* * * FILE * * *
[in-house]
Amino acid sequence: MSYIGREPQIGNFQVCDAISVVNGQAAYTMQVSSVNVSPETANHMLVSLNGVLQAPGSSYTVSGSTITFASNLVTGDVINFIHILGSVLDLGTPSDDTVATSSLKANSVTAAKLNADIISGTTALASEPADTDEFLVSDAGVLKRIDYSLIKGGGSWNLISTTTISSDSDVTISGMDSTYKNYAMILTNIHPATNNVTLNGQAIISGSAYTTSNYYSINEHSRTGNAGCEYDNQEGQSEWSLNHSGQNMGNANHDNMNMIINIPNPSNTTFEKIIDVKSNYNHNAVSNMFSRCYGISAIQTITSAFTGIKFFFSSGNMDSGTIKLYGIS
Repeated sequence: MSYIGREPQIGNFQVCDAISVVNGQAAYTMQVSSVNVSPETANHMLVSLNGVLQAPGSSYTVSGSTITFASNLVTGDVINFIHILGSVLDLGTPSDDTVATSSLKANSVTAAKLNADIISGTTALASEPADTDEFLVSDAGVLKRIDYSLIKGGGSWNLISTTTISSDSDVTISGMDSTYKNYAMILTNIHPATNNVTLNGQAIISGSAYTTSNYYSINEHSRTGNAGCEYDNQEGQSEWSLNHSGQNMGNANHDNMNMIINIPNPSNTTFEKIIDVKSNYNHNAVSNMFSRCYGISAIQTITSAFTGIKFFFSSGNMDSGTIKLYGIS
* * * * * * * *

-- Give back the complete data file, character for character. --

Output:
[in-house]
Amino acid sequence: MSYIGREPQIGNFQVCDAISVVNGQAAYTMQVSSVNVSPETANHMLVSLNGVLQAPGSSYTVSGSTITFASNLVTGDVINFIHILGSVLDLGTPSDDTVATSSLKANSVTAAKLNADIISGTTALASEPADTDEFLVSDAGVLKRIDYSLIKGGGSWNLISTTTISSDSDVTISGMDSTYKNYAMILTNIHPATNNVTLNGQAIISGSAYTTSNYYSINEHSRTGNAGCEYDNQEGQSEWSLNHSGQNMGNANHDNMNMIINIPNPSNTTFEKIIDVKSNYNHNAVSNMFSRCYGISAIQTITSAFTGIKFFFSSGNMDSGTIKLYGIS
Repeated sequence: MSYIGREPQIGNFQVCDAISVVNGQAAYTMQVSSVNVSPETANHMLVSLNGVLQAPGSSYTVSGSTITFASNLVTGDVINFIHILGSVLDLGTPSDDTVATSSLKANSVTAAKLNADIISGTTALASEPADTDEFLVSDAGVLKRIDYSLIKGGGSWNLISTTTISSDSDVTISGMDSTYKNYAMILTNIHPATNNVTLNGQAIISGSAYTTSNYYSINEHSRTGNAGCEYDNQEGQSEWSLNHSGQNMGNANHDNMNMIINIPNPSNTTFEKIIDVKSNYNHNAVSNMFSRCYGISAIQTITSAFTGIKFFFSSGNMDSGTIKLYGIS